What a difference a week makes, especially when it comes to the rollercoaster American economy. No where is the impact of looming recession and the near-meltdown on Wall Street clearer than on the White House web site. Just days ago, the site boasted about President Bush's glorious stewardship of the U.S. economy. Now, the White House's economy web page reflects the mad scramble to ward off the twin crises of the housing market and the financial system.
A cached version of the White House web site from March 16, 2008 showed the last vestiges of rosy optimism and unbridled Bush boosterism. (The Google cache has since been updated.) In the upper left hand corner, an elegant animation proclaimed "President Bush's actions are moving our economy forward," "18,000 jobs created in December 2007," "Over 8.3 million new jobs created since August 2003" and "Unemployment rate remains low at 5%."
The usual fuzzy math was there as well, cynically designed as always to sell making President Bush's tax cuts for the wealthy permanent:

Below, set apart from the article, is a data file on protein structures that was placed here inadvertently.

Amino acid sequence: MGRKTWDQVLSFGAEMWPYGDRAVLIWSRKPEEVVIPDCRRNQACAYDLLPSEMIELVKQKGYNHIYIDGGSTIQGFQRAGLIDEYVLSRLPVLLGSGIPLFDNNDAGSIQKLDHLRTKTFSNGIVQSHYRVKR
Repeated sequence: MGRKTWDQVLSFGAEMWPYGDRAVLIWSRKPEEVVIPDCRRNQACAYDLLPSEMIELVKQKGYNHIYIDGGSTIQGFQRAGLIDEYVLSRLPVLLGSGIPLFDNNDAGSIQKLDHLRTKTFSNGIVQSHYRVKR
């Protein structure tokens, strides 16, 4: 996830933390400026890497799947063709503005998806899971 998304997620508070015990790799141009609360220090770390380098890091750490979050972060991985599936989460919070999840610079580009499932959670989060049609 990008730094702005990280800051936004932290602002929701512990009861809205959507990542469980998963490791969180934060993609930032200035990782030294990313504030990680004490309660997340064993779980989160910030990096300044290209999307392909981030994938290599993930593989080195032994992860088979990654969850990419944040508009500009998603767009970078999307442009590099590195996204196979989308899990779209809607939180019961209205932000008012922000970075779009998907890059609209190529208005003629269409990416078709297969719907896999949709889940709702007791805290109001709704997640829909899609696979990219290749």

"The 2001 and 2003 tax cuts are set to expire in less than three years. If Congress allows that to happen, 116 million taxpayers will see their taxes go up by $1,800 on average."
But four days later, the main White House economy web page has gotten an emergency face-lift. The eye-catching animation crowing about Bush leading the economy forward is gone. After the U.S. shed 63,000 jobs in February and new jobless claims this week jumped by 22,000, the text about past job creation became history. And even the verbiage about making the tax cuts permanent has been deleted. And just days after the Federal Reserve intervened with its massive Bear Stearns bailout to halt the building Wall Street panic, the White House web site proclaims:
↓ Story continues below ↓
"The President remains deeply concerned about the housing issue and strongly believes that any government policies must be responsible. Government actions often have far-reaching and unintended consequences. Any time the government intervenes in the market, it must do so with clear purpose and great care."